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Appellate practice and procedure: Lessons from D'Alessandro v. Carro.

Byline: Stewart G. Milch

Deadlines are everywhere. Football players have to deal with a play clock. Mortgage payments must be made on time or a late fee is assessed. Frequent flyer miles expire if they're not used (on most airlines). Even Starbucks[R]; rewards expire after about 45 days. And, as lawyers, we're reminded almost daily about the importance of adhering to court-imposed deadlines. Take, for example, the recent Appellate Division, First Department case of D'Alessandro v. Carro.

In 1991, Giuseppe D'Alessandro was convicted of first-degree kidnapping, first-degree coercion, second-degree assault, first-degree attempted robbery and second-degree attempted grand larceny. He was sentenced to 15 years to life, served 14.5 years, and was released in 2007. In 2010 the Appellate Division, First Department granted D'Alessandro's application for a writ of error coram nobis. The judgment of conviction was vacated and the indictment dismissed. In so doing, the First Department noted that "appellate counsel's failure to raise a clear-cut speedy trial issue was dispositive of the question of the effective assistance of counsel."

Not surprisingly, D'Alessandro then commenced a legal malpractice action in New York County against his former criminal appellate counsel -- Carro -- alleging he was needlessly incarcerated for more than 13 years. He sought $26 million in damages.

Carro moved to dismiss D'Alessandro's claim for non-pecuniary damages resulting from the alleged malpractice. Although the First Department has specifically held non-pecuniary damages are not recoverable in legal malpractice cases, the trial court denied Carro's motion, reasoning that an Appellate Division, Fourth Department case had recently held to the contrary. Carro's counsel timely filed a notice of appeal, but did not perfect within nine months as required by the First Department's rules. D'Alessandro moved to dismiss the appeal and his motion was granted. Carro's later motion to vacate his default was denied.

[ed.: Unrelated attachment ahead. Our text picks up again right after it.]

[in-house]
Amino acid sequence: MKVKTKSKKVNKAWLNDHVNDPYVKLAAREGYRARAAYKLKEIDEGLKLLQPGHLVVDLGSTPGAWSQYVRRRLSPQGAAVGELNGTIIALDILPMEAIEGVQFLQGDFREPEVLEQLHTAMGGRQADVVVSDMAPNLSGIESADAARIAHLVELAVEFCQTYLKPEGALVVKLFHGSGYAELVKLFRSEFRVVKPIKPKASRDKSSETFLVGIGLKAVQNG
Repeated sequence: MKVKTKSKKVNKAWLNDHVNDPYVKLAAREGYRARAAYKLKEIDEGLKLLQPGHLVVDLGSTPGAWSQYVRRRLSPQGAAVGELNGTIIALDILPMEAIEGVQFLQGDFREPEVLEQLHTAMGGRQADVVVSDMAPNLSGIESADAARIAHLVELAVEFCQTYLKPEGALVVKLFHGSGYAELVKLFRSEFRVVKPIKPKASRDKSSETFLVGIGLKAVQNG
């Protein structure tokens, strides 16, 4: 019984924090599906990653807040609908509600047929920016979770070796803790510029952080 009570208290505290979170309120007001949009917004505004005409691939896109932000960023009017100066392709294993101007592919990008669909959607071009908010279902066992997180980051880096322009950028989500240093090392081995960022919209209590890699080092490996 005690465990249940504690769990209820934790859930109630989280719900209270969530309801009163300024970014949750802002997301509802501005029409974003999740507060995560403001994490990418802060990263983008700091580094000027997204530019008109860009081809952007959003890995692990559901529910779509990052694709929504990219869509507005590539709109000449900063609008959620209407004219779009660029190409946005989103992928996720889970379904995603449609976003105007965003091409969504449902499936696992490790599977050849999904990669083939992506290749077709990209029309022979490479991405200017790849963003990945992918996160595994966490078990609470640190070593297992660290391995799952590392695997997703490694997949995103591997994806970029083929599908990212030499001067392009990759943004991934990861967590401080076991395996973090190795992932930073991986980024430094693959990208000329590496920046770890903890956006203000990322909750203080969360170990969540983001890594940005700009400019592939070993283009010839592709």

After the Fourth Department case was reversed by the Court of Appeals, Carro's counsel sought leave to renew their motion to dismiss the non-pecuniary damages claims based on the purported change in the applicable law. The trial court denied the motion, finding that the First Department's dismissal of the earlier appeal was a decision on the merits and precluded further consideration by a lower court. Carro took another appeal.

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In dismissing Carro's second appeal, the First Department took the occasion -- implicitly and explicitly -- to remind practitioners of some simple rules. First, the court discussed the difference between renewal and reargument, noting that true renewal exists only when there is a change in the law. Here, there was no change because in deciding Carro's initial motion to dismiss the non-pecuniary damages claim, the trial court was bound to apply First Department precedent. Essentially, the court was telling Carro's counsel it had a winnable appeal in the first instance but blew it by defaulting. And, since First Department precedent was unchanged when the Court of Appeals reversed the contrary Fourth Department case, there was no basis for renewal.

Continuing, the court found that because Carro's application was actually one seeking reargument, and because denial of a motion seeking reargument is not appealable, Carro's second appeal had to be dismissed.

Finally, in a footnote to the decision the Court reminded practitioners of the cost of defaulting on appeal: If an appeal from an order is dismissed for lack of prosecution, it will not undertake review of the same order on a later appeal.

So what are the lessons to be taken from this case?

* Make note of your deadlines and stick to them; don't default on an appeal. Just because the First Department won't dismiss your appeal without a motion doesn't mean you can ignore the deadline with impunity.

* Know the difference between renewal and reargument. And note the difference in the criteria and time restrictions on each type of motion.

* Be clear regarding which Appellate Division's decisions bind which lower courts. If your case is in New York County and the First and Fourth Departments take contrary views of the same issue, the Supreme Court must follow the First Department's rule.

Heeding these lessons will go a long way to avoid having to tell a client you inadvertently turned a potential win into a loss. And that is a call no lawyer ever wants to make.
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Publication:Inside Counsel Breaking News
Date:Nov 6, 2014
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